The pages of the magazine seemed to cry out for a much-needed dose of bonkers.
There comes a time in the life of some in my profession that we cry out for beauty and a gentleness that is missing in our lives.
Some one rose in the darkness, and came away weeping quietly, and I was fool enough to cry out “Geneviève!”
Yet matters that cry out for serious national attention are ignored.
“The first human creature Tupac Shakur felt the need to cry out for in his pain was not a friend but his mother,” Kempton noted.
Or rather, why could she not throw herself in his arms and cry out, "Do you love me—do you love me now?"
They must needs have each a by-path of their own, and cry out against all who will not follow it.'
Perhaps you will cry out quickly, 'To the blind admirers, certes.'
He felt a foolish impulse to roll on the ground, to cry out and bite.
It was six o'clock, and dark, when we came in sight of something which made me cry out "Oh!"
early 13c., "beg, implore," from Old French crier, from Vulgar Latin *critare, from Latin quiritare "to wail, shriek" (source of Italian gridare, Old Spanish cridar, Spanish and Portuguese gritar), of uncertain origin; perhaps a variant of quirritare "to squeal like a pig," from *quis, echoic of squealing, despite ancient folk etymology that traces it to "call for the help of the Quirites," the Roman constabulary. The meaning was extended 13c. to weep, which it largely replaced by 16c. Related: Cried; crying.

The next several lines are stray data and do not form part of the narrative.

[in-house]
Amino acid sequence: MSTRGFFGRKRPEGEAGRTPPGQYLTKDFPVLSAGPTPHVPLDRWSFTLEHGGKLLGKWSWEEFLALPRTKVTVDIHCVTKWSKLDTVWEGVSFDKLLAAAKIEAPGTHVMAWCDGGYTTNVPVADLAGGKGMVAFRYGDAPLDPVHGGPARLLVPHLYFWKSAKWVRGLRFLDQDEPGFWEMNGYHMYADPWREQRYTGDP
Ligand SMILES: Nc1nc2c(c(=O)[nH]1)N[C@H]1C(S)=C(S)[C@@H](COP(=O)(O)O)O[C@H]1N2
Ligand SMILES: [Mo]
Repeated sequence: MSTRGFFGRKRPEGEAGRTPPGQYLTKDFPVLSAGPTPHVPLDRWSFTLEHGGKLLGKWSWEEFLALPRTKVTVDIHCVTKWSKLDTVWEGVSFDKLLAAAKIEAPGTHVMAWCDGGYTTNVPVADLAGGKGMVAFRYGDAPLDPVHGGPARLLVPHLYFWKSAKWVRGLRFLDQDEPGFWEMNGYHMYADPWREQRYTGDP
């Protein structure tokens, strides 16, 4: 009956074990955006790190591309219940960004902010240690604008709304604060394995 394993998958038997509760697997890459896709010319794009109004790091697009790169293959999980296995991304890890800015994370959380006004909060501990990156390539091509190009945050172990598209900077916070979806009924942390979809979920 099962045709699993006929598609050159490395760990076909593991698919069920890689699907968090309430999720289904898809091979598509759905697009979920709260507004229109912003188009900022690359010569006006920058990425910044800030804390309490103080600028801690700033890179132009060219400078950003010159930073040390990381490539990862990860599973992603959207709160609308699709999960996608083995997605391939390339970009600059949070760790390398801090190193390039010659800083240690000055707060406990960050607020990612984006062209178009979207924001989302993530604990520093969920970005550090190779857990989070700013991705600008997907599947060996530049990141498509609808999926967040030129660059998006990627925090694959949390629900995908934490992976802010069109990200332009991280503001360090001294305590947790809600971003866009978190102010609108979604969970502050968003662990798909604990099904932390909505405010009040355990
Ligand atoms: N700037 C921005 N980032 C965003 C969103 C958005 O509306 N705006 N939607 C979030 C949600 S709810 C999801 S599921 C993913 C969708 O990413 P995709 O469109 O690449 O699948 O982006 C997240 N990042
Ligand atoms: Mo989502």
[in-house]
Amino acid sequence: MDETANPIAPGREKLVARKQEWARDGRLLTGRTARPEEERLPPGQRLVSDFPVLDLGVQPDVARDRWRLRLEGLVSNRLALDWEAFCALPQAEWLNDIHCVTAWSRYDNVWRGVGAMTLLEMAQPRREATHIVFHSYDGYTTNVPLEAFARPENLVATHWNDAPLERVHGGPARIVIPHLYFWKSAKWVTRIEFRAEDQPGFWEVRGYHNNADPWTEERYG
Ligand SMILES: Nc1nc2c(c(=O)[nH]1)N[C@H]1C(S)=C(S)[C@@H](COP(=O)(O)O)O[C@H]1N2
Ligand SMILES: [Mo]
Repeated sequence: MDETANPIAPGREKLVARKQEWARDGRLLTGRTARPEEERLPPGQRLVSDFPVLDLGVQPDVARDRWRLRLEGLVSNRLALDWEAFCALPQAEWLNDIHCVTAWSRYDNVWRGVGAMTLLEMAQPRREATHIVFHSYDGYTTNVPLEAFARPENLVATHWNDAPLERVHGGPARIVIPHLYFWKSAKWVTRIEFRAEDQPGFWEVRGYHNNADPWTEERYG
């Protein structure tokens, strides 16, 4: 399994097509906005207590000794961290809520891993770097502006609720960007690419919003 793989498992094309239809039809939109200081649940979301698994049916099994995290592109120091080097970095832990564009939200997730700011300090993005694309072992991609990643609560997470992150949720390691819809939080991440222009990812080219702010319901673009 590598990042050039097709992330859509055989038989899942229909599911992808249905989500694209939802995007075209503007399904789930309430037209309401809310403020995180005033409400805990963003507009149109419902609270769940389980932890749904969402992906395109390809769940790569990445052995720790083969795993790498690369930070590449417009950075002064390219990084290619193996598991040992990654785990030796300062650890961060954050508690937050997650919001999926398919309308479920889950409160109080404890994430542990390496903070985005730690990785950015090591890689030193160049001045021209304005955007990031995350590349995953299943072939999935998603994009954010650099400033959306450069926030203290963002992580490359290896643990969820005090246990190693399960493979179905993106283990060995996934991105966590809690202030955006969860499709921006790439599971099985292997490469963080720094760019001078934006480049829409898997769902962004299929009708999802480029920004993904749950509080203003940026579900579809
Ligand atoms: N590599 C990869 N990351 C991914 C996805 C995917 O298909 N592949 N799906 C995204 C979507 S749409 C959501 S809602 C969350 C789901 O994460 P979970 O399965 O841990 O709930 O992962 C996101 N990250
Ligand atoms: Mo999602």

Most languages, in common with English, use the general word for "cry out, shout, wail" to also mean "weep, shed tears to express pain or grief." Romance and Slavic, however, use words for this whose ultimate meaning is "beat (the breast)," cf. French pleurer, Spanish llorar, both from Latin plorare "cry aloud," but probably originally plodere "beat, clap the hands." Also Italian piangere (cognate with French plaindre "lament, pity") from Latin plangere, originally "beat," but especially of the breast, as a sign of grief. U.S. colloquial for crying out loud is 1924, probably another euphemism for for Christ's sake.
late 13c., from cry (v.).